I have one client whose primary improvement has been linked to this device.  I have a few others who say they are seeing gains.  A few have quickly brought it back.  The issue in these cases is that people who are anxious occasionally get more nervous when they view the device as like a test or a critic.  I can sometimes move them beyond this and sometimes not.

The devices are retailing for $179 on the StressEraser website.  I’ve been picking them up used off of eBay for less.  Good gadget.


Dual Relationships

There’s an old argument in the counseling community regarding how to restrict dual relationships between therapists and clients — that is, any sort of relationship between the therapist and the client outside of the therapeutic context (like running into each other at Pagan events, shopping at the client’s store, having sex, etc.).   Certain activities (like sex) are universally condemned while others (like attending the same large event or going to a client’s wedding) attract a variety of opinions.

There are LOTS of good arguments why dual relationships are generally a bad idea.  Why this is important to Pagans is that periodically there are attempts to make the various professional society ethics codes more rigid so counselors can not knowingly have dual relationships.  This is a BIG PROBLEM if we want Pagan therapists to be able to see Pagan clients given the still small size of our communities.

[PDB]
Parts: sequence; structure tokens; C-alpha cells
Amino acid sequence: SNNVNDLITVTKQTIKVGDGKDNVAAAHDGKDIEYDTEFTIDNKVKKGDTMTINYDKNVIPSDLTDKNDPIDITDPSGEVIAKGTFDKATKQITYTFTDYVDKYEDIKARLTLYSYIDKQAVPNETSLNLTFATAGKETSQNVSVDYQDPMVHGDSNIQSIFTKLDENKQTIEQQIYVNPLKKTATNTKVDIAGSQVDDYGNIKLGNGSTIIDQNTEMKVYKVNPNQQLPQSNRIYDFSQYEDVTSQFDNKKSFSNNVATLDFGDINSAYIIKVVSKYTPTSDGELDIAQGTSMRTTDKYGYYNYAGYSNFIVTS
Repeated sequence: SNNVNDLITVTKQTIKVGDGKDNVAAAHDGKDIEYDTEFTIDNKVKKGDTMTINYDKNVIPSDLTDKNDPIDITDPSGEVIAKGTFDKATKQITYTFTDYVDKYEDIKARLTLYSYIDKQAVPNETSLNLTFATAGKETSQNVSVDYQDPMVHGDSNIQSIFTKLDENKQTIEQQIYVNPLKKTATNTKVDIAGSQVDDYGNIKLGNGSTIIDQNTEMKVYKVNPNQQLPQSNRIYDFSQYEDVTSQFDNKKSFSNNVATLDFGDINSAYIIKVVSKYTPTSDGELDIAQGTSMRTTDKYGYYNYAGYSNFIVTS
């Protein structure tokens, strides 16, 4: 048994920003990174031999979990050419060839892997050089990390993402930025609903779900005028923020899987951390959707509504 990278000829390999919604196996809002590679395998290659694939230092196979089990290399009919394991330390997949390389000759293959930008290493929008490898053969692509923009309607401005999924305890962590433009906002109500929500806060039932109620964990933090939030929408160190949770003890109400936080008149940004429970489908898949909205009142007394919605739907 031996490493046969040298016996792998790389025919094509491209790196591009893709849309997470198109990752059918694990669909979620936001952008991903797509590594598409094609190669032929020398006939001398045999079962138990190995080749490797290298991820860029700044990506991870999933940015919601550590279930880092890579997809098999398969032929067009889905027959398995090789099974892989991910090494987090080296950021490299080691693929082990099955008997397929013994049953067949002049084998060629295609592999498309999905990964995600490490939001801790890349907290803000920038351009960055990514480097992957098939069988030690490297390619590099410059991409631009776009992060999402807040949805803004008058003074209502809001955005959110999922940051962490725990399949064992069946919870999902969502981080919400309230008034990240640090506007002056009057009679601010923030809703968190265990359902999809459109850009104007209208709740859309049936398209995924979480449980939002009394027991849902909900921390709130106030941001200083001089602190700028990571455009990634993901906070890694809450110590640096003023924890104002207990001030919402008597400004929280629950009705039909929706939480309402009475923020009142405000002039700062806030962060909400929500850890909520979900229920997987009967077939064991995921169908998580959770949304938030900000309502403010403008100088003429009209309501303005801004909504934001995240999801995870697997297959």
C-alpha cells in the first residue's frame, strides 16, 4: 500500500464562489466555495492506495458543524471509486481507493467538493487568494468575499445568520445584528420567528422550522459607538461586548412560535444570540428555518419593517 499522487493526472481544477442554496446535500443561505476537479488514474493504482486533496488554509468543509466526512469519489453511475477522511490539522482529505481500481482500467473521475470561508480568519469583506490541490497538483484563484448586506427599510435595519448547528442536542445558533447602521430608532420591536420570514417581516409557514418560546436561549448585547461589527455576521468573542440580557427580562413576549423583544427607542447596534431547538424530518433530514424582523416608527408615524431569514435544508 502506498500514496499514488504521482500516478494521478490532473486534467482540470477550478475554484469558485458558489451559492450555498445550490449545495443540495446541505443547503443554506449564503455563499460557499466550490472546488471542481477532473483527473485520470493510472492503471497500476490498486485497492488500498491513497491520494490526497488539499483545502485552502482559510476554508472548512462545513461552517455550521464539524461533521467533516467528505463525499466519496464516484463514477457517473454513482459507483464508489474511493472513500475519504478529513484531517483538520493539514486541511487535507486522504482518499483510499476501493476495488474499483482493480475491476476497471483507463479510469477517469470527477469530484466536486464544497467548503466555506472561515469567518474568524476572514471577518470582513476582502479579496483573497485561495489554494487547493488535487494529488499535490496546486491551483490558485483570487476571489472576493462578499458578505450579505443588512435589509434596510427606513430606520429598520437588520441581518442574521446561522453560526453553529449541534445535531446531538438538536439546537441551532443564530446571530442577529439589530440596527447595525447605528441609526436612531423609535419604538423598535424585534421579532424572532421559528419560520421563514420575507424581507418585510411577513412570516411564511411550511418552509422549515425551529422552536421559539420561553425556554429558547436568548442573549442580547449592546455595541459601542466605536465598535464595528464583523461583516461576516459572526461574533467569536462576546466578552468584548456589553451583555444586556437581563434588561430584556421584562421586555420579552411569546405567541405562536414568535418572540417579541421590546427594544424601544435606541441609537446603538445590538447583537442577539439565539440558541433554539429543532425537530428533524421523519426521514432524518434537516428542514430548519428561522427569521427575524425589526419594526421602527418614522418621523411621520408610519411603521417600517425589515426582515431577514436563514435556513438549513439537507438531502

Anyway, someone with alot of clout has been advocating the rigid position lately on a widely-read Yahoo Group for therapists and got my dander up.  Here’s my response, with some references for those interested in learning more towards the end.  I’ve edited it slightly since the whole discussion thread is not reproduced here so it makes more sense:


I tend to think the dual relationships ethics debate in counseling is not dissimilar to the abortion debate in our society.  You end up with good people on all sides of the debate, and after a while they can scream all the facts and arguments at each other they want – no one is going to change their minds.


I could point out that relationship boundaries between healers and their clients have varied widely throughout history as the various healing professions have sought the right balance between closeness as a healing tool versus distant and boundaries as a defense.   To my thinking, the wide variance of opinion on this topic amongst good quality counselors argues for some latitude in the ethics guidelines.  This, however, won’t persuade someone who believes there is an absolute right and wrong – an absolute professional standard – that must be upheld.  (Similarly, I tend to see abortion as a personal choice, but choice is no acceptable compromise to those who see it as murder.)